Zerline Hughes

Teaching Moment: Police Brutality and Raising a Black Son

What is happening right before our children’s eyes is the very R-rated stuff they’re not allowed to see at the movie theaters. This is the predicament that too many of us black parents are encountering right now with our young kids and teenagers. We find ourselves having to be gravely honest with them.

K-12 Education: Better Use of Information Could Help Agencies Identify Disparities and Address Racial Discrimination

This new report commission by the U.S. Government Accountability Office discusses data concerning the economic and racial make-up of K-12 students in public schools across the nation in an effort to help paint a comprehensive picture of poverty and race in schools. The data shows that the percentage of schools with students who are mostly poor and black or Hispanic is growing quickly and presenting new challenges to school systems. The report highlights these challenges and recommends possible solutions and actions to help these economically and racial disadvantaged students succeed.

Maya-American Youth: A New Population at Risk in the U.S.

Hundreds of thousands or perhaps several million children with Native American Maya heritage have been born in the United States during the past two decades. Some groups of Maya have established strong communities, and Maya children appear to be adjusting and assimilating into the mainstream of their generation.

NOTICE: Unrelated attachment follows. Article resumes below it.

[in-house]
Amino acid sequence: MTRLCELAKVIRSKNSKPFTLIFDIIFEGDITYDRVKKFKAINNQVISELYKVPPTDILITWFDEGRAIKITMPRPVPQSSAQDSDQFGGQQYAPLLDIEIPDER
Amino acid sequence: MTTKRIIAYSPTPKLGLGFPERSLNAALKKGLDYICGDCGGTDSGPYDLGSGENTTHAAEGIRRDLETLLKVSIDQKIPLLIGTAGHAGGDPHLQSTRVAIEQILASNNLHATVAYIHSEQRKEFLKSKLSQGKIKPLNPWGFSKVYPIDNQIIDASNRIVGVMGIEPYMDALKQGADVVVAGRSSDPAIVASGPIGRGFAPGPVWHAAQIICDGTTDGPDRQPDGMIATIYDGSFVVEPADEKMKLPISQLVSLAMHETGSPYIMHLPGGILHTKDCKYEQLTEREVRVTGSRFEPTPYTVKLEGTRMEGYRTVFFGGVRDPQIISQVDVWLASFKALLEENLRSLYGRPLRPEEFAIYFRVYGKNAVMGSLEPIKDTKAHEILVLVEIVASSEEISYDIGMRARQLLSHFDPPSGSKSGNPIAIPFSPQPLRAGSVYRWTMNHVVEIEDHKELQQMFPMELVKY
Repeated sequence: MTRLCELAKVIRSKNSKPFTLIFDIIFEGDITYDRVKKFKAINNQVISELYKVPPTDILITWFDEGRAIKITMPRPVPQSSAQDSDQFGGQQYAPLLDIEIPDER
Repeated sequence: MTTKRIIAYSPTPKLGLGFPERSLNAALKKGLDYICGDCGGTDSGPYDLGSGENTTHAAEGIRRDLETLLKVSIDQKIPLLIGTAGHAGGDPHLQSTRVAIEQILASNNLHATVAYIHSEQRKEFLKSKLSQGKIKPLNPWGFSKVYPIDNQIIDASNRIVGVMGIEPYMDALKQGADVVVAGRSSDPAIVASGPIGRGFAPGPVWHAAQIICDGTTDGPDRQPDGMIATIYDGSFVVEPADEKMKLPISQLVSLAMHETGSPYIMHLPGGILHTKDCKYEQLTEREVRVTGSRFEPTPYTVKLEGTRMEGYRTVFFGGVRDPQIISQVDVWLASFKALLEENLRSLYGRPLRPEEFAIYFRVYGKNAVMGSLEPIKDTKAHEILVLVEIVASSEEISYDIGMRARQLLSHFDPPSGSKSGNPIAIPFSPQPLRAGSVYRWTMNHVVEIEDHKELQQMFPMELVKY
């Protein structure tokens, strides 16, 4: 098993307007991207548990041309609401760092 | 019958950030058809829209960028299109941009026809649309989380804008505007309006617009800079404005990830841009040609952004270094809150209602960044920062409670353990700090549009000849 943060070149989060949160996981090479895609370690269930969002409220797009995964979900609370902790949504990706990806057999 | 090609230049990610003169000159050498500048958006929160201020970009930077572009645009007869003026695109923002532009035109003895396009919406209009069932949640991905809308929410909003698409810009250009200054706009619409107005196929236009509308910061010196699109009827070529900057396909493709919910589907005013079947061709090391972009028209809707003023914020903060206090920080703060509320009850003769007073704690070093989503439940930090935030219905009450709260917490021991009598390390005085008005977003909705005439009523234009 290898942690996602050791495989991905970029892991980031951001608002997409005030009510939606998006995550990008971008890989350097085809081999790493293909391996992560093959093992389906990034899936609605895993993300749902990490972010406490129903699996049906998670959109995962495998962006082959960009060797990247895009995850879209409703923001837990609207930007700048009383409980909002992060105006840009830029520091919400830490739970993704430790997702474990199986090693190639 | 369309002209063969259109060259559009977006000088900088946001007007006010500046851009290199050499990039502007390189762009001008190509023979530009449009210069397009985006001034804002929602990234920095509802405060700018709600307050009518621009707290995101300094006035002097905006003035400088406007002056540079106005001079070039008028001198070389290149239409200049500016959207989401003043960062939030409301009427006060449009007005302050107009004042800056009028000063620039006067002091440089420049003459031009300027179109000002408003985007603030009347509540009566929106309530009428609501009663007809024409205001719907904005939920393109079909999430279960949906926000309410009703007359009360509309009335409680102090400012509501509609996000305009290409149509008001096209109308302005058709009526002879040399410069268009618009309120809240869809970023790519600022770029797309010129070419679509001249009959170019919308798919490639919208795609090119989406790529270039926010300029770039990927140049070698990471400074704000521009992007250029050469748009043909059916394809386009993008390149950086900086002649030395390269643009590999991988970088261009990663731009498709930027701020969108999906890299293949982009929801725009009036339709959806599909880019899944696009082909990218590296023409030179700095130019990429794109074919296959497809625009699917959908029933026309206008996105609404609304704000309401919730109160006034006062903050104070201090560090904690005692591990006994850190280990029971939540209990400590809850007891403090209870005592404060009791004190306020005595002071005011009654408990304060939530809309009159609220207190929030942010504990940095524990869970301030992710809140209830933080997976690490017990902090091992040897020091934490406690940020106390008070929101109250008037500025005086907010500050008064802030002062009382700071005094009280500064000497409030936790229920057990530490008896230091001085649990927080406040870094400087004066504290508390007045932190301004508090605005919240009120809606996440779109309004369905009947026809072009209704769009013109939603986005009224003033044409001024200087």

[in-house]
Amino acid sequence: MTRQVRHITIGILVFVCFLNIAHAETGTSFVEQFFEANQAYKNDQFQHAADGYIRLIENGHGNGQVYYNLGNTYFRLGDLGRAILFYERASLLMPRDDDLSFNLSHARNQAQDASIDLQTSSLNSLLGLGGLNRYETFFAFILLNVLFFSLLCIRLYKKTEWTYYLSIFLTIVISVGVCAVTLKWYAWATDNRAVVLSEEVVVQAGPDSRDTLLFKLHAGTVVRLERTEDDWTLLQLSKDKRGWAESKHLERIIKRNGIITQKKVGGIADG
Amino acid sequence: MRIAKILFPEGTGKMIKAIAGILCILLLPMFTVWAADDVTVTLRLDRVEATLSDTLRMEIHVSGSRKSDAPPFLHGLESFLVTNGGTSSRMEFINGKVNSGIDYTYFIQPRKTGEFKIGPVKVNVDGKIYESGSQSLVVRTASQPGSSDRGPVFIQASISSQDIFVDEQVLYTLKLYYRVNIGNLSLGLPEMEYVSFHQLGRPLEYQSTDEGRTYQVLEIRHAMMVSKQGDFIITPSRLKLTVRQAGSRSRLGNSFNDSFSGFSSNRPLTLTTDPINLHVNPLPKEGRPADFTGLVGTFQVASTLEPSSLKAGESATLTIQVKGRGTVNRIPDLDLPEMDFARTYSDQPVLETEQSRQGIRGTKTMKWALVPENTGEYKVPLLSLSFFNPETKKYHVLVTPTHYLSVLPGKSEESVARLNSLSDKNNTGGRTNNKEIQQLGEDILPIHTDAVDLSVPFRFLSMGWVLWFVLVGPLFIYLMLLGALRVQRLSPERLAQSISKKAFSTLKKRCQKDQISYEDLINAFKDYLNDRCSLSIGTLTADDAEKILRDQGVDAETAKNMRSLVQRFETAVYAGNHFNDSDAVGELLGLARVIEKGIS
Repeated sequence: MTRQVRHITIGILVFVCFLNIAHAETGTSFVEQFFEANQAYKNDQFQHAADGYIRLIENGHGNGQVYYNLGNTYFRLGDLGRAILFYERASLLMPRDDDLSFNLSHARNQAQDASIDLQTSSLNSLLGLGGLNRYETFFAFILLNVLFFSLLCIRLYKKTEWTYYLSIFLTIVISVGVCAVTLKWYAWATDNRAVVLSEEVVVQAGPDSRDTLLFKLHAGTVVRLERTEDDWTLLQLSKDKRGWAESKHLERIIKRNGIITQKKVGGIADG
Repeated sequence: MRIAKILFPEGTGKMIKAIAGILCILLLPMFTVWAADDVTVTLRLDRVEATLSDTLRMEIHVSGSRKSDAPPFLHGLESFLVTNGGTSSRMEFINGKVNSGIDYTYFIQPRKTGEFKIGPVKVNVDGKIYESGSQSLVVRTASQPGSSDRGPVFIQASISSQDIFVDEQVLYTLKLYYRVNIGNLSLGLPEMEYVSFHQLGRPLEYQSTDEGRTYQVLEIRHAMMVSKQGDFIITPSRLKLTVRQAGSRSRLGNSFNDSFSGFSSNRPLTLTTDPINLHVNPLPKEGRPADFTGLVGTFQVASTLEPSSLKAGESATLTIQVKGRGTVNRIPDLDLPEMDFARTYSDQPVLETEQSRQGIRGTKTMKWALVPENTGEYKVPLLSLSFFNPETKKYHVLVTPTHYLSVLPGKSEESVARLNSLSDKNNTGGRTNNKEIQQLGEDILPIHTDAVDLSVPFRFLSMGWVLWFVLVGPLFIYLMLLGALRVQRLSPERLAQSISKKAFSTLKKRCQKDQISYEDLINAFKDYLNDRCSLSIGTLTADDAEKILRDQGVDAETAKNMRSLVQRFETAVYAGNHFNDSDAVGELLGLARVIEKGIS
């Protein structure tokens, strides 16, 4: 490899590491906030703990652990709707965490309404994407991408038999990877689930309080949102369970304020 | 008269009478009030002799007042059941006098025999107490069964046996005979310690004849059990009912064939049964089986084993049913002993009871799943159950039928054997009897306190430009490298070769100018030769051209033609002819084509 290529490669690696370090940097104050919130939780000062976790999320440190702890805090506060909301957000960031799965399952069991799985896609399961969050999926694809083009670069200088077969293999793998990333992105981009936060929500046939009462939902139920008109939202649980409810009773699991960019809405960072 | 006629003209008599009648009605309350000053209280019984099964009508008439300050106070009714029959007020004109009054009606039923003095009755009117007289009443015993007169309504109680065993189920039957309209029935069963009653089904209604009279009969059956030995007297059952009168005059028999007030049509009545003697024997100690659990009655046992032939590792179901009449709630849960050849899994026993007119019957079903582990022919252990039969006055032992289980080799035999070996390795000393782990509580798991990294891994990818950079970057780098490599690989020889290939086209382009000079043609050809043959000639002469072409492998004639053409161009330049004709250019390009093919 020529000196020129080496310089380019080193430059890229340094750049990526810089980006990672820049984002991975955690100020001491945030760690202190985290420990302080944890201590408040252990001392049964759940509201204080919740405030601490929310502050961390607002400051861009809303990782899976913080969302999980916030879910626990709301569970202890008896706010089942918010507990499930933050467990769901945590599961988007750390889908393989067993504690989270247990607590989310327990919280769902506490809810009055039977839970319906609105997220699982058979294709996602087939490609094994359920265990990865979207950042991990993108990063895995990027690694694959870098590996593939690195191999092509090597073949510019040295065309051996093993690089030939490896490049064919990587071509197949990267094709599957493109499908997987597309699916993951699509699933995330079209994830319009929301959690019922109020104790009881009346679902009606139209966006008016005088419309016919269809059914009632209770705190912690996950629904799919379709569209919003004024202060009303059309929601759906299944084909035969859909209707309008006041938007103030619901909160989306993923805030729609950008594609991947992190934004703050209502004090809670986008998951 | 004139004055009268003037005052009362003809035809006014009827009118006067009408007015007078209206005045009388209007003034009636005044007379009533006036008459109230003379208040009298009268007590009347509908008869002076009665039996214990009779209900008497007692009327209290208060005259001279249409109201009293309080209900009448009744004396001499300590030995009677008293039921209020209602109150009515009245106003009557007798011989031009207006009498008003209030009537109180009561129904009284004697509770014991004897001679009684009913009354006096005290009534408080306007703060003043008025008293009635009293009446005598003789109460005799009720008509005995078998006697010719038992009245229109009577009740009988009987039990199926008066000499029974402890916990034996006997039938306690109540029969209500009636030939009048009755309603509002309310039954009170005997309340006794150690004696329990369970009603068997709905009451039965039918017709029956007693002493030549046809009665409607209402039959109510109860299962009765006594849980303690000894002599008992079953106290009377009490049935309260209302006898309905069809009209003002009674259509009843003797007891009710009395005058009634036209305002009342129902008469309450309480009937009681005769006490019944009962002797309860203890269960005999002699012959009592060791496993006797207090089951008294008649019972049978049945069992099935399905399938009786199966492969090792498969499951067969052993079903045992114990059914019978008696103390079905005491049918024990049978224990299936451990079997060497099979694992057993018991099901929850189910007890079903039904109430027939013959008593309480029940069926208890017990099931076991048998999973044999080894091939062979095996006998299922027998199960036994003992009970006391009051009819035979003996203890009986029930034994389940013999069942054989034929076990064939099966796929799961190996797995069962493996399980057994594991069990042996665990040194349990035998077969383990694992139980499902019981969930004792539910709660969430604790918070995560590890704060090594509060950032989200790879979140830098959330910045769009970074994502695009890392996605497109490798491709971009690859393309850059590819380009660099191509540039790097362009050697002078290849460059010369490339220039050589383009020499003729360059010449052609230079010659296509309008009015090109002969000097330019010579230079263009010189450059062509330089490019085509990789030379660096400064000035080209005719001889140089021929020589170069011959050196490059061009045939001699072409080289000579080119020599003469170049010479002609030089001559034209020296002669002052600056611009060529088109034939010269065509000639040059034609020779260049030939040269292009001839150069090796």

‘Teenager’s Handbook’ Advises: Reach Across the Divide, Get Informed about Islam

When adults seek to educate kids about Islam — whether in school or in after-school programs — it doesn’t help to single out the Muslim kids, who have already been made to feel “other,” says Dilara Hafiz, who co-authored “The American Muslim Teenager’s Handbook” with her two children. The book has become popular as a quick and easy guide to Islam 101.

Advocates Offer Solutions for Kids at Crossroads of School, Justice System

Kiera Wilmot's story is an example of how schools’ zero tolerance policies can begin to push students — especially students of color — out of the school system and into the criminal justice system, part of a process known as the school-to-prison pipeline.

Measuring Up: Educational Improvement and Opportunity in 50 Cities

This new report from the University of Washington’s Center on Reinventing Public Education examines the state of education quality and access in 50 cities across the country. It finds that some cities have shown improvement, but it is far from the norm and poor and minority students continue to face extreme inequities in the system overall.

The Sexual Abuse to Prison Pipeline: The Girls’ Story

This report authored by Human Rights Project for Girls, Georgetown Law Center on Poverty and Inequality and the Ms. Foundation for Women exposes the intersection between girls' victimization and their own subsequent involvement in the justice system through arrests and incarceration.

The Solitary Confinement of Youth in New York: A Civil Rights Violation

A report prepared by the New York Advisory Committee to the U.S. Commission on Civil Rights which examines the legality and effects of the widespread use of solitary confinement for youth under 25. The Committee, through the report, is calling for an end to the use of solitary confinement for youth; naming it as a civil rights violation and citing the severely detrimental physical and mental effects associated with it.